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Can pomegranate cause gas trouble?

Pomegranates are a nutritious fruit that have been enjoyed for centuries. However, some people report experiencing digestive issues like gas and bloating after eating them. In this article, we’ll explore whether pomegranates really cause gas and how you can enjoy them without discomfort.

What is Pomegranate?

The pomegranate (Punica granatum) is a fruit-bearing deciduous shrub or small tree native to Asia. Pomegranates have been cultivated since ancient times throughout the Mediterranean, Middle East, and India.

The pomegranate tree typically grows 12–16 feet tall and has glossy, leathery leaves. The fruit itself is between 2–5 inches wide with a deep red, leathery skin. Inside the outer skin are hundreds of edible ruby red arils which are the seed casings. These arils are juicy and sweet-tart in flavor.

Nutritional Profile of Pomegranates

Pomegranates have an impressive nutrition profile. One cup of arils contains:

Nutrient Amount
Fiber 7 grams
Protein 3 grams
Vitamin C 30% DV
Vitamin K 36% DV
Folate 16% DV
Potassium 12% DV

Pomegranates also contain powerful plant compounds like tannins and anthocyanins which give them antioxidant and anti-inflammatory properties. The juice and peel are used to make medicines.

Do Pomegranates Commonly Cause Digestive Issues?

Some people do report digestive problems like increased gas, bloating, and diarrhea after eating pomegranates. However, these issues likely only affect a small subset of the population.

Most healthy individuals can enjoy pomegranates without any adverse effects. In fact, their fiber, vitamins, minerals, and antioxidants are beneficial for digestion and gut health.

However, pomegranates contain fructose, a naturally occurring sugar. For people with fructose intolerance or IBS, excess fructose can result in gas and diarrhea after eating fruits like pomegranates.

Fructose in Pomegranates

The carbohydrates in pomegranates come mainly from fructose, a simple fruit sugar. One pomegranate contains about 40% fructose.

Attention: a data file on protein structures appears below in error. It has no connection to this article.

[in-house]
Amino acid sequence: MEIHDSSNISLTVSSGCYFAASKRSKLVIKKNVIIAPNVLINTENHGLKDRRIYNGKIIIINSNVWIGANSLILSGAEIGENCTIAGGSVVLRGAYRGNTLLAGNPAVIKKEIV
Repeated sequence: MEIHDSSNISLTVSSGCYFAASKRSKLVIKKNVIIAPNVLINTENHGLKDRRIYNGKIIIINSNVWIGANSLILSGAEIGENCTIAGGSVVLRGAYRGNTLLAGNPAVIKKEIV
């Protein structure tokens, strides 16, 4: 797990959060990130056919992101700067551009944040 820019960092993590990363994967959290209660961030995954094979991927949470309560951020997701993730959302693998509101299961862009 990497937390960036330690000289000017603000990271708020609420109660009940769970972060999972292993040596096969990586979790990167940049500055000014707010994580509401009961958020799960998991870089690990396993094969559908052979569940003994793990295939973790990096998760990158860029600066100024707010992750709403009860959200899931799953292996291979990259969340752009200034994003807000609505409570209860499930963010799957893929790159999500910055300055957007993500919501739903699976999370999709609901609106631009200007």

Sugar Grams per pomegranate
Fructose 10 grams
Glucose 5 grams
Sucrose 2 grams

For healthy people, this moderate fructose content shouldn’t cause issues. Our bodies are equipped to digest normal amounts of fructose from whole fruits.

However, some individuals have trouble properly absorbing excess fructose. It can get rapidly fermented by gut bacteria, producing gas, bloating, and diarrhea.

Who Is Sensitive to Fructose?

Those most sensitive to fructose from pomegranates include:

  • People with IBS, IBD, or other digestive conditions
  • Those with fructose malabsorption or intolerance
  • Individuals with small intestinal bacterial overgrowth (SIBO)
  • People with diabetes
  • Those following a very low-FODMAP diet

For these individuals, it’s often recommended to limit high-fructose fruits like pomegranates. Overconsumption may exacerbate digestive issues.

Other Causes of Pomegranate Gas

Aside from fructose, other compounds in pomegranates could also contribute to gas for sensitive people:

  • Fiber – Pomegranates contain 7 grams of fiber per cup. While healthy, too much fiber at once can lead to gas and bloating.
  • Tannins – These polyphenols give pomegranates their astringent taste. Tannins may have a laxative effect or irritate the intestines for some.
  • Sorbitol – Pomegranates contain this natural sugar alcohol that can ferment in the colon causing gas.

The seeds and rind also have a higher tannin content than the arils, so eating those parts is more likely to cause digestive effects.

Tips to Prevent Pomegranate Gas

If you experience gas or diarrhea from pomegranates, here are some tips:

  • Drink pomegranate juice diluted with water instead of eating the whole fruit.
  • Avoid eating the rind and seeds which are higher in compounds that may cause issues.
  • Start with small servings like 1/4 cup to see how well you tolerate them.
  • Take an over-the-counter digestive enzyme like lactase or alpha-galactosidase when consuming pomegranates.
  • Pair pomegranates with probiotics to support digestion.
  • Limit high-fiber foods on days you eat pomegranates.
  • Stick to low-FODMAP foods for the rest of the day.

When to See a Doctor

Occasional gas or bloating after eating pomegranates is normal. However, if you experience severe, persistent digestive symptoms like:

  • Diarrhea lasting more than 2 days
  • Blood in stool
  • Severe cramping or abdominal pain
  • Unintentional weight loss

You should see a doctor, especially if you have an underlying gastrointestinal condition. They can help diagnose and treat any sensitivity or intolerance to compounds in pomegranates.

The Bottom Line

For most healthy people, eating pomegranates shouldn’t cause digestive problems. However, their natural sugars and plant compounds may produce gas, bloating, or diarrhea in those with sensitivities.

Limiting portion sizes, diluting juice with water, and pairing them with probiotics can help reduce adverse effects. Those with chronic digestive issues should exercise caution and consult their doctor if pomegranates seem to worsen symptoms.